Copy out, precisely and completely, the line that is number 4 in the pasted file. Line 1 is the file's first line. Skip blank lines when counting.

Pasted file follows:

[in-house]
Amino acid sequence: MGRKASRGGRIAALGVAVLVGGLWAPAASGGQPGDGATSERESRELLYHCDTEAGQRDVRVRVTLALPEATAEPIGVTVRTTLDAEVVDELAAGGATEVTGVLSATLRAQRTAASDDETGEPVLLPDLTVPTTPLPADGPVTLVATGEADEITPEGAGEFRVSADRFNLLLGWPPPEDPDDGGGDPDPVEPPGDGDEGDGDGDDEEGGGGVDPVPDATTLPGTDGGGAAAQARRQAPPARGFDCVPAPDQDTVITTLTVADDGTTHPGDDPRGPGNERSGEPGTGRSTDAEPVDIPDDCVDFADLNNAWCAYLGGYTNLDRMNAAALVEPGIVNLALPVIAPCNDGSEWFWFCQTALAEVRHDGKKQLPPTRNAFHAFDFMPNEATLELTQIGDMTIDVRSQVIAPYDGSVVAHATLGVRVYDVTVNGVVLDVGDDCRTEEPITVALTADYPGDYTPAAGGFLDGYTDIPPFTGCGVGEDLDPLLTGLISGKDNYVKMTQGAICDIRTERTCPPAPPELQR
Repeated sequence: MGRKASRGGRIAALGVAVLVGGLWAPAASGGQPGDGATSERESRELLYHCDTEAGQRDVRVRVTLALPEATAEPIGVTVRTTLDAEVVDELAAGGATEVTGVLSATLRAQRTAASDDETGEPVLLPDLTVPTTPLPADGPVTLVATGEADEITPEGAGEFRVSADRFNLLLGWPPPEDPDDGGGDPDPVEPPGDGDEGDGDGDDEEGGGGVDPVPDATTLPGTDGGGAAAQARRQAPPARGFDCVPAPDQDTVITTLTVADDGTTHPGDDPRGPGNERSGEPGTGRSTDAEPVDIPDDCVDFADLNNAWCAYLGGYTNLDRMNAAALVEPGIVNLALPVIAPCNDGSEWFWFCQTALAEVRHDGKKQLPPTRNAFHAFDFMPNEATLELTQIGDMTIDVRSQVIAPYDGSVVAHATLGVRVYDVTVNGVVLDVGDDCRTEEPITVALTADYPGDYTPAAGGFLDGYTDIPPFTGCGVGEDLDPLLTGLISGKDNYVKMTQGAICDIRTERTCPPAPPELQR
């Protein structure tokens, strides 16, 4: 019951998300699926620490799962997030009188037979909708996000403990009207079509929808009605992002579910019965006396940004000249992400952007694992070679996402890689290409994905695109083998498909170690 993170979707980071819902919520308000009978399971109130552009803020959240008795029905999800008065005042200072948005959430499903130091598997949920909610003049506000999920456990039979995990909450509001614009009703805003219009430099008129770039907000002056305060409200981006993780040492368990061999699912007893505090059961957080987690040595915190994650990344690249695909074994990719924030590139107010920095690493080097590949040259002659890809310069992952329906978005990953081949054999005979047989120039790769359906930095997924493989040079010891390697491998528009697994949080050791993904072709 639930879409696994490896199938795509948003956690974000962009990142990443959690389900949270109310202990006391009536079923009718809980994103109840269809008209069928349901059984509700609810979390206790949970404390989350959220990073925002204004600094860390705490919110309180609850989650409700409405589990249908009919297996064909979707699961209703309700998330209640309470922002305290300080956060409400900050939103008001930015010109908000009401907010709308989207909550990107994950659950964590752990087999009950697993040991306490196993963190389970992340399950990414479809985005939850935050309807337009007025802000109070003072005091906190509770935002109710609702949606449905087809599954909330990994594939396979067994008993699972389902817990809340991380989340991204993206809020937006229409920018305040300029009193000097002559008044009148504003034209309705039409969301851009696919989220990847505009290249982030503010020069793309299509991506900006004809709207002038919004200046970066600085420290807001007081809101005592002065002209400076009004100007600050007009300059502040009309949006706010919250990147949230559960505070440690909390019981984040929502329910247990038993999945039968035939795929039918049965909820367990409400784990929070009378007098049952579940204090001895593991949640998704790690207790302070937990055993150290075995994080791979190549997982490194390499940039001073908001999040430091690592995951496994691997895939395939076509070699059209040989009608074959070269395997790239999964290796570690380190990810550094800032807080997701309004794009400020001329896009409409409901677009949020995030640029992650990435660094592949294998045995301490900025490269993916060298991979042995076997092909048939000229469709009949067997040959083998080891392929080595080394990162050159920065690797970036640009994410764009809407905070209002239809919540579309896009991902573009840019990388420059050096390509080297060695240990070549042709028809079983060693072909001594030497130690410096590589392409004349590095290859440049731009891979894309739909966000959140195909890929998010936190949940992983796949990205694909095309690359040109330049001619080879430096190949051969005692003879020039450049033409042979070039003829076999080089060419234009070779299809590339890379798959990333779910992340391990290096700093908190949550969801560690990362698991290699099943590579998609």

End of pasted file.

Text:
């Protein structure tokens, strides 16, 4: 019951998300699926620490799962997030009188037979909708996000403990009207079509929808009605992002579910019965006396940004000249992400952007694992070679996402890689290409994905695109083998498909170690 993170979707980071819902919520308000009978399971109130552009803020959240008795029905999800008065005042200072948005959430499903130091598997949920909610003049506000999920456990039979995990909450509001614009009703805003219009430099008129770039907000002056305060409200981006993780040492368990061999699912007893505090059961957080987690040595915190994650990344690249695909074994990719924030590139107010920095690493080097590949040259002659890809310069992952329906978005990953081949054999005979047989120039790769359906930095997924493989040079010891390697491998528009697994949080050791993904072709 639930879409696994490896199938795509948003956690974000962009990142990443959690389900949270109310202990006391009536079923009718809980994103109840269809008209069928349901059984509700609810979390206790949970404390989350959220990073925002204004600094860390705490919110309180609850989650409700409405589990249908009919297996064909979707699961209703309700998330209640309470922002305290300080956060409400900050939103008001930015010109908000009401907010709308989207909550990107994950659950964590752990087999009950697993040991306490196993963190389970992340399950990414479809985005939850935050309807337009007025802000109070003072005091906190509770935002109710609702949606449905087809599954909330990994594939396979067994008993699972389902817990809340991380989340991204993206809020937006229409920018305040300029009193000097002559008044009148504003034209309705039409969301851009696919989220990847505009290249982030503010020069793309299509991506900006004809709207002038919004200046970066600085420290807001007081809101005592002065002209400076009004100007600050007009300059502040009309949006706010919250990147949230559960505070440690909390019981984040929502329910247990038993999945039968035939795929039918049965909820367990409400784990929070009378007098049952579940204090001895593991949640998704790690207790302070937990055993150290075995994080791979190549997982490194390499940039001073908001999040430091690592995951496994691997895939395939076509070699059209040989009608074959070269395997790239999964290796570690380190990810550094800032807080997701309004794009400020001329896009409409409901677009949020995030640029992650990435660094592949294998045995301490900025490269993916060298991979042995076997092909048939000229469709009949067997040959083998080891392929080595080394990162050159920065690797970036640009994410764009809407905070209002239809919540579309896009991902573009840019990388420059050096390509080297060695240990070549042709028809079983060693072909001594030497130690410096590589392409004349590095290859440049731009891979894309739909966000959140195909890929998010936190949940992983796949990205694909095309690359040109330049001619080879430096190949051969005692003879020039450049033409042979070039003829076999080089060419234009070779299809590339890379798959990333779910992340391990290096700093908190949550969801560690990362698991290699099943590579998609």